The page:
This coastal section stretches from the port town of Gretna, around the ear-shaped Rhins peninsula, and along the rest of the south-west Scottish coast, towards the England/Scotland border at the village of Gretna. Many wide bays and tidal inlets are located along the coast here, which is rather rural and wild, typically consisting of outstanding natural beauty. Although long sandy beaches exist here, sometimes evolving into sand flats (particularly in the River Eden estuary), large expanses of tall and rugged cliffs are also located along the shoreline.
The Rhins of Galloway is a hammerhead-shaped peninsula located on the far southwestern edge of Scotland. It is connected to the mainland by a relatively small section of land on its eastern side. At 45 km (28 miles) in length, The Rhins is rather hilly, and consists of rugged cliffs on its northern, western and southern edges. With the Milleur Point and Corsewall Point headlands on its northern side, and the rocky Mull of Galloway promontory on its southern end, this is a dramatic section of coastline. The shoreline is particularly impressive to both the north and the south of Portpatrick, a picturesque seaside village on the western edge, with a small and enclosed harbour. To the north of the village, large cliffs wind their way around small bays and coves, including the small, sandy bay of Port Mora. To the south, the landscape is incredibly similar.
To the east of the Mull of Galloway, the vast 30 km (20 mile) wide Luce Bay expands across to the Machars peninsula. At the head of Luce Bay, a large sandy beach named Luce Sands stetches across the entire northern side of the bay, backed by a large system of sand dunes named Torrs Warren. However, due to the use of this bay, and its northern beach, as a Ministry of Defence testing area, public access to the beach is often rather limited, apart from a small section on both the western and eastern sides. Along the eastern side of the bay, the craggy shoreline re-emerges, with large cliffs and headlands characterising the costal landscape – these include the Mull of Sinniness and Barsalloch Point. However, a couple of small bays are dotted along the coast, including Monreith Bay.
Both the eastern extent of the mouth of Luce Bay, as well as the tip of the Machars peninsula, are marked by Burrow Head, a dramatic headland with rock layers pointing more or less vertically downwards . A village named The Isle of Whithorn sits on the rocky shoreline around 3 km (2 miles) to the north-east of Burrow Head – its white-painted buildings looking out across a small bay .
To the north, the stony shoreline continues northwards up the western side of Wigtown Bay – with a relatively flat marshy coastline, the bay consists of large tidal mud and sand flats. It is therefore no surprise that this part of the bay is a designated nature reserve, and is popular with many bird species . The town of Wigtown overlooks the bay; it is renowned for its annual book festival, with a large number of independent bookshops located in the town. It is a rather peaceful and tranquil town .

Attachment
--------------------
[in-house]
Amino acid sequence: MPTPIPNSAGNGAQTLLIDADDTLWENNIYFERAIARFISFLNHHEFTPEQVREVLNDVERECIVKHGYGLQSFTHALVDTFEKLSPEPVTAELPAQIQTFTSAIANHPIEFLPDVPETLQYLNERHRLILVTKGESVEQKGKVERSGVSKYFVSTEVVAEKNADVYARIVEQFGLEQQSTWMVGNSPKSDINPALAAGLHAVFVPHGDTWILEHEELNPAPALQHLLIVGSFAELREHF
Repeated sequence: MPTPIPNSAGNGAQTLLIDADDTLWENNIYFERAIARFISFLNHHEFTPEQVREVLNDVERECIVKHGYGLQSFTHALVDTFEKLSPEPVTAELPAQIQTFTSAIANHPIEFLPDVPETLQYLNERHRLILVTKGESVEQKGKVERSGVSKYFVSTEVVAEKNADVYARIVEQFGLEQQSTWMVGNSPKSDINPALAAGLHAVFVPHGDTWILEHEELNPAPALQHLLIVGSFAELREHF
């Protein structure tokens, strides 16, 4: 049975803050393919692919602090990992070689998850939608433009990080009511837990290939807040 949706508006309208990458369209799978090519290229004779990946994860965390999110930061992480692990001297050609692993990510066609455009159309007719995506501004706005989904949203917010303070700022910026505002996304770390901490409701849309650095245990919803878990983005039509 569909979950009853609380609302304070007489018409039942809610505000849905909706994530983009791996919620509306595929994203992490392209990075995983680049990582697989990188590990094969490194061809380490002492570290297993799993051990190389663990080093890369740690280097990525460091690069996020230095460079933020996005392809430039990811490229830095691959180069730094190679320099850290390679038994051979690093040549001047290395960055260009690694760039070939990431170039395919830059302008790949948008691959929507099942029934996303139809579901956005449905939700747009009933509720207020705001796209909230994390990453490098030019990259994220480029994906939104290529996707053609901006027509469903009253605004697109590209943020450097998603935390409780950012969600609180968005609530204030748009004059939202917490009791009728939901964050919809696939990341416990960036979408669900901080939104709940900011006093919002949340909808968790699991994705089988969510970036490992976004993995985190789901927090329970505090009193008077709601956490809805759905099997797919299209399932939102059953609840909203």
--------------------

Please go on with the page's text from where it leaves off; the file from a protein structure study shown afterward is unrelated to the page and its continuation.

On the eastern side of the bay, the shoreline borders steep hills, with cliffs near the Ravenshall Point and Ringdoo Point headlands. However, the large Fleet Bay also exists on this side, with its large sand flats that are exposed during low tide. Along the section of coastline between Fleet Bay and the large Kirkcudbright Bay, the landforms, rock crags and coves tend to be oriented in a south-south-west to north-north-east pattern – these are shaped by the flow of ice sheets during the last Ice Age, which peaked at around 20,000 years ago. Kirkcudbright Bay extends inland to the lively fishing port of the same name. As well as its fishing trade, the beautiful town of Kirkcudbright is also known for being a centre for creative artists over the past few centuries, including painters and craftworkers .
To the east of Kirkcudbright Bay, the coastline continues on its rugged way, entering the mouth of the Solway Firth – a large inlet that separates Scotland from England. Like the rest of the coastline, rocky cliffs and bays dominate the incredibly rural landscape. Auchencairn Bay and Rough Firth extend northwards inland – these are large tidal and salt flats, that are interspersed with small rocky peninsulas and islands, contributing even further to the natural beauty of the area. The small picturesque village of Rockcliffe overlooks the bay, with its sandy beach flanked by rocky outcrops .
Moving eastwards along the Solway Firth, the coastline gradually becomes less rocky and more gently sloping as the inlet narrows. Vast expanses of sand are exposed during low tide, and although some rocky outcrops flank sections of the coast, such as at Southerness Point, the shoreline generally consists of marshland. Caerlaverock nature reserve occupies a large section of sandflats, known as the Blackshaw Bank, towards the upper reaches of the Solway Firth, as well as a large area of marshland bordering the coastline . East of here, the inlet narrows further, and close to the coastal village of Powfoot, the Solway Firth becomes the estuary of the River Eden.
With a large catchment area including the hills and mountains directly to the north, the Pennines to the east and the Lake District to the south, the Eden estuary is fed by two rivers – the Eden and the Esk. The River Esk marks the border between Scotland and England – however, just to the east of the small town of Gretna, the boundary makes a sharp northward turn. Therefore, this marks the eastwards extent of the Scottish coastline. Fittingly, the Scottish border town of Gretna is located just to the north of the River Esk – famous not only for being the first settlement that travellers from England pass, Greta is also renowned for its blacksmiths’ forgery, where, during the 18th and 19th Centuries, runaway English couples would marry at the age of 16 .